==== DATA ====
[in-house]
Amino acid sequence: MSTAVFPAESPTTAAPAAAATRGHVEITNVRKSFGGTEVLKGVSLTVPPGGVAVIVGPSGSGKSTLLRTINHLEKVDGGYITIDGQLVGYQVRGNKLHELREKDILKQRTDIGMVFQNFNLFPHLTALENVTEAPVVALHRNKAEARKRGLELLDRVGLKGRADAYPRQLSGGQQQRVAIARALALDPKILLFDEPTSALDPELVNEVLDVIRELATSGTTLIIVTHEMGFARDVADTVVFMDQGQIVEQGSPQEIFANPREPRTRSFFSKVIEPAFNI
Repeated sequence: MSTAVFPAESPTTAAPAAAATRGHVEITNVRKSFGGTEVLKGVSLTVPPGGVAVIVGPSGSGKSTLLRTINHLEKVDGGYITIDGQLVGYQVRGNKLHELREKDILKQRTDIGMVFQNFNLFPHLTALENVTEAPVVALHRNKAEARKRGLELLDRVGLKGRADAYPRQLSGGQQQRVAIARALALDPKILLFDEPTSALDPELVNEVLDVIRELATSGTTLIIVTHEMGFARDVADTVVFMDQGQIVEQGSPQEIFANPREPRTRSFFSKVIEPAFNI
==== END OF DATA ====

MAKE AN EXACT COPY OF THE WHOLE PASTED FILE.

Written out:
[in-house]
Amino acid sequence: MSTAVFPAESPTTAAPAAAATRGHVEITNVRKSFGGTEVLKGVSLTVPPGGVAVIVGPSGSGKSTLLRTINHLEKVDGGYITIDGQLVGYQVRGNKLHELREKDILKQRTDIGMVFQNFNLFPHLTALENVTEAPVVALHRNKAEARKRGLELLDRVGLKGRADAYPRQLSGGQQQRVAIARALALDPKILLFDEPTSALDPELVNEVLDVIRELATSGTTLIIVTHEMGFARDVADTVVFMDQGQIVEQGSPQEIFANPREPRTRSFFSKVIEPAFNI
Repeated sequence: MSTAVFPAESPTTAAPAAAATRGHVEITNVRKSFGGTEVLKGVSLTVPPGGVAVIVGPSGSGKSTLLRTINHLEKVDGGYITIDGQLVGYQVRGNKLHELREKDILKQRTDIGMVFQNFNLFPHLTALENVTEAPVVALHRNKAEARKRGLELLDRVGLKGRADAYPRQLSGGQQQRVAIARALALDPKILLFDEPTSALDPELVNEVLDVIRELATSGTTLIIVTHEMGFARDVADTVVFMDQGQIVEQGSPQEIFANPREPRTRSFFSKVIEPAFNI